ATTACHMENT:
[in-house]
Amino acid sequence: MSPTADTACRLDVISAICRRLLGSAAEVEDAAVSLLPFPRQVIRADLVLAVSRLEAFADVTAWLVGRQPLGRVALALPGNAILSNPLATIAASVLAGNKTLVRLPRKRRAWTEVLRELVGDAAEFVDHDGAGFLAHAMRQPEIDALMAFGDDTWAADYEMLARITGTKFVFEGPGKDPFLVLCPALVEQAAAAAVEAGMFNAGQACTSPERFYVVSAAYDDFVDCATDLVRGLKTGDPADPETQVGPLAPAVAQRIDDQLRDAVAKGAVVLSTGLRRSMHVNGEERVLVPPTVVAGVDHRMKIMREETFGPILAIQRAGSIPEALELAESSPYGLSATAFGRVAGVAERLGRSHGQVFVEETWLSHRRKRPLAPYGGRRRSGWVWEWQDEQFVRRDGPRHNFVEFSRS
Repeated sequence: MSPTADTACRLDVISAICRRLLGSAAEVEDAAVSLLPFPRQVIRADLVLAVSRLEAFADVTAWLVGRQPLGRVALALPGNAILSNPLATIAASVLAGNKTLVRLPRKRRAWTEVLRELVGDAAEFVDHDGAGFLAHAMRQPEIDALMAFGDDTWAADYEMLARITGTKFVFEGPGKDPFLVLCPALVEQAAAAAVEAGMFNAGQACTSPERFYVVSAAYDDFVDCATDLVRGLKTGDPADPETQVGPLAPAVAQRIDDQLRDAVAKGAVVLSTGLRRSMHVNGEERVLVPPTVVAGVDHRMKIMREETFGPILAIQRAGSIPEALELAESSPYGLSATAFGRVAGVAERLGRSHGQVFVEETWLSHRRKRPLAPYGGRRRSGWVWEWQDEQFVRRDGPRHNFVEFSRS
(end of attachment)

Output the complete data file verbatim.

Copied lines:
[in-house]
Amino acid sequence: MSPTADTACRLDVISAICRRLLGSAAEVEDAAVSLLPFPRQVIRADLVLAVSRLEAFADVTAWLVGRQPLGRVALALPGNAILSNPLATIAASVLAGNKTLVRLPRKRRAWTEVLRELVGDAAEFVDHDGAGFLAHAMRQPEIDALMAFGDDTWAADYEMLARITGTKFVFEGPGKDPFLVLCPALVEQAAAAAVEAGMFNAGQACTSPERFYVVSAAYDDFVDCATDLVRGLKTGDPADPETQVGPLAPAVAQRIDDQLRDAVAKGAVVLSTGLRRSMHVNGEERVLVPPTVVAGVDHRMKIMREETFGPILAIQRAGSIPEALELAESSPYGLSATAFGRVAGVAERLGRSHGQVFVEETWLSHRRKRPLAPYGGRRRSGWVWEWQDEQFVRRDGPRHNFVEFSRS
Repeated sequence: MSPTADTACRLDVISAICRRLLGSAAEVEDAAVSLLPFPRQVIRADLVLAVSRLEAFADVTAWLVGRQPLGRVALALPGNAILSNPLATIAASVLAGNKTLVRLPRKRRAWTEVLRELVGDAAEFVDHDGAGFLAHAMRQPEIDALMAFGDDTWAADYEMLARITGTKFVFEGPGKDPFLVLCPALVEQAAAAAVEAGMFNAGQACTSPERFYVVSAAYDDFVDCATDLVRGLKTGDPADPETQVGPLAPAVAQRIDDQLRDAVAKGAVVLSTGLRRSMHVNGEERVLVPPTVVAGVDHRMKIMREETFGPILAIQRAGSIPEALELAESSPYGLSATAFGRVAGVAERLGRSHGQVFVEETWLSHRRKRPLAPYGGRRRSGWVWEWQDEQFVRRDGPRHNFVEFSRS